Second, adaptation must be recognized and treated both as a local and a global priority:  this is why we are asking all donors to allocate at least 50 per cent of their climate finance to adaptation.  Quite frankly, we are at pain to understand why public and multilateral development banks have not already taken these steps.  As shareholders of multilateral, regional and national development banks and funds, you can instruct your representatives at the Boards of these institutions to work toward allocating 50 per cent of climate finance to adaptation.

Third, on finance.  The full operationalization of article 2.1c of the Paris Agreement requires that all public and private finance flow towards investments that are aligned with the Sustainable Development Goals and Paris Agreement on climate change.  Private finance will bring investments to scale; public finance alone will not be enough.  However, private finance needs to reach markets and constituencies that are not always on their radar:  least developed countries, small-developing islands and in general vulnerable communities.

And private finance institutions, like everybody else, need to pass the credibility test.  This means robust taxonomies and standards; mandatory climate risk disclosure, and more transparency across the board to ensure that all financial flows contribute to keeping the 1.5°C goal within reach. Here too, credibility will be key.

Finally, private finance actors must participate in the G20’s Common Framework for Debt Treatment, to ensure that developing countries can maintain sustainable levels of debt without being asked to make impossible trade‑offs to the detriment of their people and our planet.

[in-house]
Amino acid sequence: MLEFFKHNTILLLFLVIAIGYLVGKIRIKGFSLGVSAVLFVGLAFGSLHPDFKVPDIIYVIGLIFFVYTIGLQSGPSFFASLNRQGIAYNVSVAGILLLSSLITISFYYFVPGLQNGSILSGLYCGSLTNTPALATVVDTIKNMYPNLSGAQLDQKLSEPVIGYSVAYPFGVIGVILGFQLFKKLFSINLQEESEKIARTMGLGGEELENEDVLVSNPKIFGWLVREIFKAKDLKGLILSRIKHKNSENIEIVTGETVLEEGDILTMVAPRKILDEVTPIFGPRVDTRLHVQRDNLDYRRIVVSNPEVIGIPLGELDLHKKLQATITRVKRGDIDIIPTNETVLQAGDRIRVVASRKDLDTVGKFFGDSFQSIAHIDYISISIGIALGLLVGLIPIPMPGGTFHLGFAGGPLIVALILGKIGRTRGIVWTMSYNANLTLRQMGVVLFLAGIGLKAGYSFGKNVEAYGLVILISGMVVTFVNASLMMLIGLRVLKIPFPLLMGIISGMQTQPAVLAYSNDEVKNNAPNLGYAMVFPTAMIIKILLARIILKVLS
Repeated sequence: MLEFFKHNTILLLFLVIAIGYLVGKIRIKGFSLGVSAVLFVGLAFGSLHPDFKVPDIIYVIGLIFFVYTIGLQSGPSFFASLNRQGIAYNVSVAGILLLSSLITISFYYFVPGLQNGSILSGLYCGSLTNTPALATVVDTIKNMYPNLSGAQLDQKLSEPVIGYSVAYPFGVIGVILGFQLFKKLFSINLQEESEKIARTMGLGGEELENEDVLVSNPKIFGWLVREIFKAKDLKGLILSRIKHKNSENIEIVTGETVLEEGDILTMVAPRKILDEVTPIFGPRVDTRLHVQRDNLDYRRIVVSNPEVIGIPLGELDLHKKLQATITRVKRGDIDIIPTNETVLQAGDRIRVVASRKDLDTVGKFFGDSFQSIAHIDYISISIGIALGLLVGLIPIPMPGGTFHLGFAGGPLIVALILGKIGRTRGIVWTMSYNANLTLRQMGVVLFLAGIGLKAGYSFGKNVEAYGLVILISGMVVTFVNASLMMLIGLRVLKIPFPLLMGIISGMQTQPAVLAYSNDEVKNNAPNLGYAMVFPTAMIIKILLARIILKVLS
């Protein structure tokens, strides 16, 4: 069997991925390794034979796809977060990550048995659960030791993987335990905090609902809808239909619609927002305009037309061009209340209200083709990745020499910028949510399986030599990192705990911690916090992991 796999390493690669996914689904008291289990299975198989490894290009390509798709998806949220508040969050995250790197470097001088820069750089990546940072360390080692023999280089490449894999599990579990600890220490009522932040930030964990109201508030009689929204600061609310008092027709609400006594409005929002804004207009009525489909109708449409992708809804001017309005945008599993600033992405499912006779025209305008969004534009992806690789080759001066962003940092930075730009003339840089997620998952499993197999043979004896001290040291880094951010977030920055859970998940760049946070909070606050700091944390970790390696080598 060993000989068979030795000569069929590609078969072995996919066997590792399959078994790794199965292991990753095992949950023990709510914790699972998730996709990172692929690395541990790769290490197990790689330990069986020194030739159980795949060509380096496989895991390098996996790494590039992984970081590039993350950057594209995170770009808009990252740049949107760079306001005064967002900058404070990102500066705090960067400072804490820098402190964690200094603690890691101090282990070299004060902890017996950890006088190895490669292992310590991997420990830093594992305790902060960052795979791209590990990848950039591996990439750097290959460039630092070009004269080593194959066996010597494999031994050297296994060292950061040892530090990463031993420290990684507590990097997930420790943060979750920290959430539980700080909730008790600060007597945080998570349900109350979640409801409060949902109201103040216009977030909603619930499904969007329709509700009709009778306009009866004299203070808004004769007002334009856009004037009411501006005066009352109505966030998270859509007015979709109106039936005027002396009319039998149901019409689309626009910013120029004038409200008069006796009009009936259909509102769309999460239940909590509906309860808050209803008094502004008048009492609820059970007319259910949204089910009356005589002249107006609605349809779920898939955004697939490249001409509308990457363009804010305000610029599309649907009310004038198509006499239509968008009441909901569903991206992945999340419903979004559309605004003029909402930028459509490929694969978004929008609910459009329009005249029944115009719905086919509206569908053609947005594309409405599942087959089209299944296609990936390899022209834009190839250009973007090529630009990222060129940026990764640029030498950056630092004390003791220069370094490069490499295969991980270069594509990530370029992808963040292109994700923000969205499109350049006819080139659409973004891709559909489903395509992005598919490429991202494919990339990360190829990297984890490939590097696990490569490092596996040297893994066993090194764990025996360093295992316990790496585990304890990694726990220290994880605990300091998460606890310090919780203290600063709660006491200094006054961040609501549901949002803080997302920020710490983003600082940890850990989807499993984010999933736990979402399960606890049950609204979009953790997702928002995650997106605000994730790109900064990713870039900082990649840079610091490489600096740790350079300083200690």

On public finance, we need to significantly scale up grant-based funding, and align funds that already exist with sustainability goals.  We need more efficient and faster access to climate finance, especially for the most vulnerable countries.  This means getting multilateral institutions to cut the considerable amount of red tape often required to get access to their funding.

This also means lowering eligibility criteria for official development assistance (ODA) for least developed countries and small islands:  something we should all ask the Organisation for Economic Cooperation and Development (OECD) to engage work on.  Finally, developed countries need to meet and exceed the $100 billion at the bare minimum, and start looking ahead at the post 2025 finance goal.

I urge you to give clear guidance to your delegations at COP26 to seek compromise and reach consensus on these and other pending issues.  And I thank you for your pathbreaking work on the Middle East Green Initiative.  Your leadership is needed more than ever at this historic juncture.

Thank you.

For information media. Not an official record.